Stock photo of woman with pink smartphone.

These days, everyone is a self-appointed photographer/curator of some sort, thanks to the accessibility smartphones give us with photo apps and software. All of these techie tips and tricks are available right on your mobile device, making it even easier to acquire some photo-editing skills on the go. Of course, it doesn’t replace committing time and education to a skill that you’d like to develop, but we should start to consider these kinds of photo apps and tools as first steps toward those pro-level goals.

The app Afterlight, in particular, let’s anyone snap a pic, use basic photo-editing techniques to perfect their image, and then share that freshly-edited image with their followers. 

Below are a few tips and tricks to keep in mind when acquainting yourself – and using – Afterlight. I’ll discuss different filters, overlay, and other cool elements of the app to help you bring your smartphone images to a whole new level. Let’s go.




It’s easy to apply filters to any photo, but that doesn’t mean you shouldn’t apply different editing tools to get exactly the look you want.

In Afterlight, one of the first tabs on the bottom editing bar is for editing your photo. It has all the standard tools – including Brightness, Exposure, Contrast, and others – and it also gives you the option to edit the highlight tones, midtones, and shadow tones.

Each of those options has three colors attached to it: red, blue, and green. You can adjust each level based on how much or how little of each color you’d like to highlight in your photo. 

The selection of filters in Afterlight is one of the greatest qualities of the app. There are five different groups of filters, all of which contain some sort of theme.

  • Original. Contains classic filters, including a range of black, white, and slightly mellower tones with names like emberolive, and chestnut.
  • Guest. Contains filters that have slightly edgier tones, with higher contrasts and more options for sepia-esque colorations.
  • Seasons and Wander. These presets both have a distinct feel, giving your photos a look that is very much edited, but yields classy results. Wander is a personal favorite of mine, with its dramatic contrasts and ghostly colors. I use it for photos that I don’t necessarily want to look realistic, to give them a striking look. 
  • Fusion. The most fun preset of the group, in my opinion. Fusion combines different filters of your choosing – together. You can record your process for combining filters, and in doing so, create a whole new filter. (Example: chestnut + finn = a new filter that you get to name yourself.)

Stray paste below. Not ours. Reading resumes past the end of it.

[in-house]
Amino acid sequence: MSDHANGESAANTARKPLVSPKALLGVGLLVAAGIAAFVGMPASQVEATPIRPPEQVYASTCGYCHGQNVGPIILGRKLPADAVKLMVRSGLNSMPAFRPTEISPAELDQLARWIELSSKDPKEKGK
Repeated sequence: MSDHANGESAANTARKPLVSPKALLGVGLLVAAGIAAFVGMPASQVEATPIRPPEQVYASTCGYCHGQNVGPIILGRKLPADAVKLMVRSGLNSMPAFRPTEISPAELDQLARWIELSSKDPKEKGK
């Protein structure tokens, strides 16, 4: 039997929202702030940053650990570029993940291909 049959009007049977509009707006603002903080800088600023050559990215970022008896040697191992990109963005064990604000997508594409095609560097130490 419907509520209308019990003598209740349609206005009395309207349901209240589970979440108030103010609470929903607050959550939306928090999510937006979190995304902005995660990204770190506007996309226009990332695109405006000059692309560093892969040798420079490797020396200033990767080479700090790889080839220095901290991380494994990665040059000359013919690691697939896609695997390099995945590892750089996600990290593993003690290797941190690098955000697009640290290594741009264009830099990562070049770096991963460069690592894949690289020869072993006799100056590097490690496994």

You have the option to apply certain light leaks and film aesthetics to your photo, all within different groups that you can choose from. These achieve a vintage aesthetic for the most part. If you want to apply a dusty lens to your photo and give it an older feel, you can choose from 13 different looks.

You also have 31 choices for light leaks. Light leaks insert a colored glare on the sides of your photo and range in appearance from minimal to major, presence-wise.

  • Instant Film goes for the film photo aesthetic and provides you with 22 different framed choices. 
  • Wander is the most eclectic of the bunch, sort of combining all aspects of the aforementioned into one cohesive look. 



If you want to resize or switch the orientation of your image, you have the option to do so here. They’re all relatively standard options, so if you’d like your photo to be slightly tilted, you can adjust it by selecting the diagonal rectangle.

The last option in this group, right after the tilted rectangle, is overlay. You have a lot of freedom here when selecting the image you’d like to overlay. A good rule of thumb when working with image overlay is to use one image that is contoured, and one image that is textured. You’ll have the option to edit the photo with different presets that will lighten or darken your image. 

  Photo taken from Afterlight Instagram  
Photo taken from Afterlight Instagram  



Afterlight’s abundant selection of frames is what really sets it apart from other photo-editing apps. But, if you want to upload horizontal photos to Instagram, here’s a quick and easy hack: In the set of Original frames, can use the two white bar frame which will maintain your horizontal photo and place the white frame along the top and bottom. (Instagram naturally crops photos to fit their own square, so you can apply the same technique to a vertical photo, and the white frame will run on the the left and right sides of the photo.) 

You also have options to use Silhouettes, Type, Scripts, and Instant Film frames. Once you’ve chosen your frame, you’ll also have the option of changing the frame from white to any other color you’d prefer, and you can even implement a wallpaper instead of colors. (The colors of the wallpapers are somewhat muted and can be adjusted once applied, so that they don’t overshadow your actual photo.)

Be sure to take your time with Afterlight, and you’ll be a pro in no time. Have fun! 



Posted by: